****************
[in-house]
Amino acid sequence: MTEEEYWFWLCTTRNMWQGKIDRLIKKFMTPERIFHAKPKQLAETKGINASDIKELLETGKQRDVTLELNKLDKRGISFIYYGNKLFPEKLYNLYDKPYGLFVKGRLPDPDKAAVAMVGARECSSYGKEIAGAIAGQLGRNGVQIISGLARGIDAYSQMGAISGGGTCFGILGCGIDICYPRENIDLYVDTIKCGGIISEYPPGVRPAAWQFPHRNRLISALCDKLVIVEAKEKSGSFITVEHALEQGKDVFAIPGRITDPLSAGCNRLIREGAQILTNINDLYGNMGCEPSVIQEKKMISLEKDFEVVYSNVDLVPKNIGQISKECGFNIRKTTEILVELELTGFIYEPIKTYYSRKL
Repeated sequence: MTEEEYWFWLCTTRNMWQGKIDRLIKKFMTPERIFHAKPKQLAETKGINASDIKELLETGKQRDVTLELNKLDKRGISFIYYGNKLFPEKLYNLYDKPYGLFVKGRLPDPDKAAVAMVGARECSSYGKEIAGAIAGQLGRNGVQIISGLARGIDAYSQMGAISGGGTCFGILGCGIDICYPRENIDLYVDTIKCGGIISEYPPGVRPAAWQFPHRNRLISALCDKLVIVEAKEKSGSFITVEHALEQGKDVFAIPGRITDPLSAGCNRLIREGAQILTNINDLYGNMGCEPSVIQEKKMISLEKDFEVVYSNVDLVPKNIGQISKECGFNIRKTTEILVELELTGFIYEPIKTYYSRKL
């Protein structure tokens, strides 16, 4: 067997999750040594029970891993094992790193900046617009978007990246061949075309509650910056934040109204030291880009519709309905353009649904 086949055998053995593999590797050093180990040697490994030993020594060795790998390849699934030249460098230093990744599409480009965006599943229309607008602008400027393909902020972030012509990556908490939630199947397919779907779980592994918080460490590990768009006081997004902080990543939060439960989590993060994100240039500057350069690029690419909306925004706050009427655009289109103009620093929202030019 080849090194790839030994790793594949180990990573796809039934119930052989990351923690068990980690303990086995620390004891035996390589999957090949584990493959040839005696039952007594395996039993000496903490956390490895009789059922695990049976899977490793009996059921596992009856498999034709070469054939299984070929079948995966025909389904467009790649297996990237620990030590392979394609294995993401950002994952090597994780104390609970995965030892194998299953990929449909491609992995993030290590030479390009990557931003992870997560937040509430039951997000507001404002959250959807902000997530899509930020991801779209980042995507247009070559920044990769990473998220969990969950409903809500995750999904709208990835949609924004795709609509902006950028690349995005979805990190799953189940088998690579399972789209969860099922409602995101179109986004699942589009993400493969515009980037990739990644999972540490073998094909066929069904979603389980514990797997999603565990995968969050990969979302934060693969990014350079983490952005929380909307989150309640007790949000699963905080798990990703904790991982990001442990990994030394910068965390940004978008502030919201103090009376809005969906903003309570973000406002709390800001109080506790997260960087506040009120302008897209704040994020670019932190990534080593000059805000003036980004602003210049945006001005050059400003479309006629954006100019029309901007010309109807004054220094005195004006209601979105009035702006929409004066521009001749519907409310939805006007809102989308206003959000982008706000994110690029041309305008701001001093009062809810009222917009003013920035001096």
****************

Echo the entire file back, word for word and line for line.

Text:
[in-house]
Amino acid sequence: MTEEEYWFWLCTTRNMWQGKIDRLIKKFMTPERIFHAKPKQLAETKGINASDIKELLETGKQRDVTLELNKLDKRGISFIYYGNKLFPEKLYNLYDKPYGLFVKGRLPDPDKAAVAMVGARECSSYGKEIAGAIAGQLGRNGVQIISGLARGIDAYSQMGAISGGGTCFGILGCGIDICYPRENIDLYVDTIKCGGIISEYPPGVRPAAWQFPHRNRLISALCDKLVIVEAKEKSGSFITVEHALEQGKDVFAIPGRITDPLSAGCNRLIREGAQILTNINDLYGNMGCEPSVIQEKKMISLEKDFEVVYSNVDLVPKNIGQISKECGFNIRKTTEILVELELTGFIYEPIKTYYSRKL
Repeated sequence: MTEEEYWFWLCTTRNMWQGKIDRLIKKFMTPERIFHAKPKQLAETKGINASDIKELLETGKQRDVTLELNKLDKRGISFIYYGNKLFPEKLYNLYDKPYGLFVKGRLPDPDKAAVAMVGARECSSYGKEIAGAIAGQLGRNGVQIISGLARGIDAYSQMGAISGGGTCFGILGCGIDICYPRENIDLYVDTIKCGGIISEYPPGVRPAAWQFPHRNRLISALCDKLVIVEAKEKSGSFITVEHALEQGKDVFAIPGRITDPLSAGCNRLIREGAQILTNINDLYGNMGCEPSVIQEKKMISLEKDFEVVYSNVDLVPKNIGQISKECGFNIRKTTEILVELELTGFIYEPIKTYYSRKL
């Protein structure tokens, strides 16, 4: 067997999750040594029970891993094992790193900046617009978007990246061949075309509650910056934040109204030291880009519709309905353009649904 086949055998053995593999590797050093180990040697490994030993020594060795790998390849699934030249460098230093990744599409480009965006599943229309607008602008400027393909902020972030012509990556908490939630199947397919779907779980592994918080460490590990768009006081997004902080990543939060439960989590993060994100240039500057350069690029690419909306925004706050009427655009289109103009620093929202030019 080849090194790839030994790793594949180990990573796809039934119930052989990351923690068990980690303990086995620390004891035996390589999957090949584990493959040839005696039952007594395996039993000496903490956390490895009789059922695990049976899977490793009996059921596992009856498999034709070469054939299984070929079948995966025909389904467009790649297996990237620990030590392979394609294995993401950002994952090597994780104390609970995965030892194998299953990929449909491609992995993030290590030479390009990557931003992870997560937040509430039951997000507001404002959250959807902000997530899509930020991801779209980042995507247009070559920044990769990473998220969990969950409903809500995750999904709208990835949609924004795709609509902006950028690349995005979805990190799953189940088998690579399972789209969860099922409602995101179109986004699942589009993400493969515009980037990739990644999972540490073998094909066929069904979603389980514990797997999603565990995968969050990969979302934060693969990014350079983490952005929380909307989150309640007790949000699963905080798990990703904790991982990001442990990994030394910068965390940004978008502030919201103090009376809005969906903003309570973000406002709390800001109080506790997260960087506040009120302008897209704040994020670019932190990534080593000059805000003036980004602003210049945006001005050059400003479309006629954006100019029309901007010309109807004054220094005195004006209601979105009035702006929409004066521009001749519907409310939805006007809102989308206003959000982008706000994110690029041309305008701001001093009062809810009222917009003013920035001096």